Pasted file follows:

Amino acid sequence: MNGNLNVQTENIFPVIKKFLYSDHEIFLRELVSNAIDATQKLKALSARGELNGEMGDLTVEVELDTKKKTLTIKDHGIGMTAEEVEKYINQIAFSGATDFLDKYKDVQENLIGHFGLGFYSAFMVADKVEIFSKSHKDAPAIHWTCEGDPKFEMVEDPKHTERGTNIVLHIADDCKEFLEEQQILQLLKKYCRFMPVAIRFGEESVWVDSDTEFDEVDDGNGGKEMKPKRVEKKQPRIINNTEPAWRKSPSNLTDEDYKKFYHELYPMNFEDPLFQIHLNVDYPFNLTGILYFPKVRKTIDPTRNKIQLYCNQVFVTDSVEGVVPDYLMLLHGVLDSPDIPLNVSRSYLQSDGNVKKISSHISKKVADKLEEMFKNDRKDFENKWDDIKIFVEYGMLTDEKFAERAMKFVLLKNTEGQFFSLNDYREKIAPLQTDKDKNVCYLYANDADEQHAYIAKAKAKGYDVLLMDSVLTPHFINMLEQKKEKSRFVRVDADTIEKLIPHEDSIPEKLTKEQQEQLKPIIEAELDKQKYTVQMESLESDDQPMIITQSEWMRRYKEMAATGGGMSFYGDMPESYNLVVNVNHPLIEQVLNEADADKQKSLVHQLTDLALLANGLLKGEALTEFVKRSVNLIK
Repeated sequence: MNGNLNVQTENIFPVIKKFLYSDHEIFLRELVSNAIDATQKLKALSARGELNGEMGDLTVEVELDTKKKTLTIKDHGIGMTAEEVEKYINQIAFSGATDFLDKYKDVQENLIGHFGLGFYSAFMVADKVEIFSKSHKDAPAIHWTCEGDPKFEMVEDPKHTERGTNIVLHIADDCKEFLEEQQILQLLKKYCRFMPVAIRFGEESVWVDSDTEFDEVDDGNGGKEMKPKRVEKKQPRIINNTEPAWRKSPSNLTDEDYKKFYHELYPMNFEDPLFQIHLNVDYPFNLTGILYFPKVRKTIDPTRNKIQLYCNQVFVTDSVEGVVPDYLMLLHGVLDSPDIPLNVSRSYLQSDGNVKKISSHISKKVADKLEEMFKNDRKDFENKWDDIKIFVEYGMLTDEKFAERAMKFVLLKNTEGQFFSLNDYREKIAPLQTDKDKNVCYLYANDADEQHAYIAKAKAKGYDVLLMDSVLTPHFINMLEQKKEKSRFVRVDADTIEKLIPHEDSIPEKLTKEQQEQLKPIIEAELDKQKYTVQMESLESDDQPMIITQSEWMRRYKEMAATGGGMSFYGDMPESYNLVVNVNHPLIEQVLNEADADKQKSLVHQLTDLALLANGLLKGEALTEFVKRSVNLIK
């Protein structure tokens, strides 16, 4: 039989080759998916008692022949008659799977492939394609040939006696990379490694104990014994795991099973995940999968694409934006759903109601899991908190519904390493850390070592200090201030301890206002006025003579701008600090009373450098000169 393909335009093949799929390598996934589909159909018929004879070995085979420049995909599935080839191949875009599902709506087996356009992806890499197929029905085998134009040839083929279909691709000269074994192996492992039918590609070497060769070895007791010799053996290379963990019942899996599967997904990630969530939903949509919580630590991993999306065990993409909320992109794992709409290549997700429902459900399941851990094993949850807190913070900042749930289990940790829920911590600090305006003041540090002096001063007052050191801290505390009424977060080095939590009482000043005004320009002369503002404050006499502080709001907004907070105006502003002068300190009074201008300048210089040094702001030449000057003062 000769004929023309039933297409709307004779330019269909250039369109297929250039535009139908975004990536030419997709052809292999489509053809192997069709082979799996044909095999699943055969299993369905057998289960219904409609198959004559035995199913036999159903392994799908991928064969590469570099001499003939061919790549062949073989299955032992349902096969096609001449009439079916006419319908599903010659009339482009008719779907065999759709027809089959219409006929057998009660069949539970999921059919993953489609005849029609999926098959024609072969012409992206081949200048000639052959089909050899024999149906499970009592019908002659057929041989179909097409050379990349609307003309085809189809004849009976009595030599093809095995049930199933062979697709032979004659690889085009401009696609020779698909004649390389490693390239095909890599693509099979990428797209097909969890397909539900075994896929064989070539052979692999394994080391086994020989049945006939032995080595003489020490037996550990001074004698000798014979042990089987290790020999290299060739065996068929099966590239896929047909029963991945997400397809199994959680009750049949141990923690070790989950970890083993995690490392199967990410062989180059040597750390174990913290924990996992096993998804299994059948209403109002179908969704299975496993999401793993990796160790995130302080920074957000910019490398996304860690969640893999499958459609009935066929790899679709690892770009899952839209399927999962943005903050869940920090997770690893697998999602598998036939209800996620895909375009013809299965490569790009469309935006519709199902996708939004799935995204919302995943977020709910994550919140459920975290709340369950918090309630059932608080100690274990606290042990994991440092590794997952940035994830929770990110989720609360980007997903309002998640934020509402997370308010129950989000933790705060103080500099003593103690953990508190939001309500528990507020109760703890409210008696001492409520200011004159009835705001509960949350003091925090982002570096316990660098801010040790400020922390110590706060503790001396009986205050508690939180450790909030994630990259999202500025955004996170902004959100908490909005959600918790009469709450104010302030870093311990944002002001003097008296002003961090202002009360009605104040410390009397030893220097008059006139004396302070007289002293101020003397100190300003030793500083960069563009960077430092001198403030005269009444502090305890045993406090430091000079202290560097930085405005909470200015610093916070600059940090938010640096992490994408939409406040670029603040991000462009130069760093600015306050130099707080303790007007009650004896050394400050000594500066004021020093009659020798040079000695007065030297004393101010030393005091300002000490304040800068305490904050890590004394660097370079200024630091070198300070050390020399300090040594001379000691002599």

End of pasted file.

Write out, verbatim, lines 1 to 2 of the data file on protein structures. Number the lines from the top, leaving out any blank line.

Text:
Amino acid sequence: MNGNLNVQTENIFPVIKKFLYSDHEIFLRELVSNAIDATQKLKALSARGELNGEMGDLTVEVELDTKKKTLTIKDHGIGMTAEEVEKYINQIAFSGATDFLDKYKDVQENLIGHFGLGFYSAFMVADKVEIFSKSHKDAPAIHWTCEGDPKFEMVEDPKHTERGTNIVLHIADDCKEFLEEQQILQLLKKYCRFMPVAIRFGEESVWVDSDTEFDEVDDGNGGKEMKPKRVEKKQPRIINNTEPAWRKSPSNLTDEDYKKFYHELYPMNFEDPLFQIHLNVDYPFNLTGILYFPKVRKTIDPTRNKIQLYCNQVFVTDSVEGVVPDYLMLLHGVLDSPDIPLNVSRSYLQSDGNVKKISSHISKKVADKLEEMFKNDRKDFENKWDDIKIFVEYGMLTDEKFAERAMKFVLLKNTEGQFFSLNDYREKIAPLQTDKDKNVCYLYANDADEQHAYIAKAKAKGYDVLLMDSVLTPHFINMLEQKKEKSRFVRVDADTIEKLIPHEDSIPEKLTKEQQEQLKPIIEAELDKQKYTVQMESLESDDQPMIITQSEWMRRYKEMAATGGGMSFYGDMPESYNLVVNVNHPLIEQVLNEADADKQKSLVHQLTDLALLANGLLKGEALTEFVKRSVNLIK
Repeated sequence: MNGNLNVQTENIFPVIKKFLYSDHEIFLRELVSNAIDATQKLKALSARGELNGEMGDLTVEVELDTKKKTLTIKDHGIGMTAEEVEKYINQIAFSGATDFLDKYKDVQENLIGHFGLGFYSAFMVADKVEIFSKSHKDAPAIHWTCEGDPKFEMVEDPKHTERGTNIVLHIADDCKEFLEEQQILQLLKKYCRFMPVAIRFGEESVWVDSDTEFDEVDDGNGGKEMKPKRVEKKQPRIINNTEPAWRKSPSNLTDEDYKKFYHELYPMNFEDPLFQIHLNVDYPFNLTGILYFPKVRKTIDPTRNKIQLYCNQVFVTDSVEGVVPDYLMLLHGVLDSPDIPLNVSRSYLQSDGNVKKISSHISKKVADKLEEMFKNDRKDFENKWDDIKIFVEYGMLTDEKFAERAMKFVLLKNTEGQFFSLNDYREKIAPLQTDKDKNVCYLYANDADEQHAYIAKAKAKGYDVLLMDSVLTPHFINMLEQKKEKSRFVRVDADTIEKLIPHEDSIPEKLTKEQQEQLKPIIEAELDKQKYTVQMESLESDDQPMIITQSEWMRRYKEMAATGGGMSFYGDMPESYNLVVNVNHPLIEQVLNEADADKQKSLVHQLTDLALLANGLLKGEALTEFVKRSVNLIK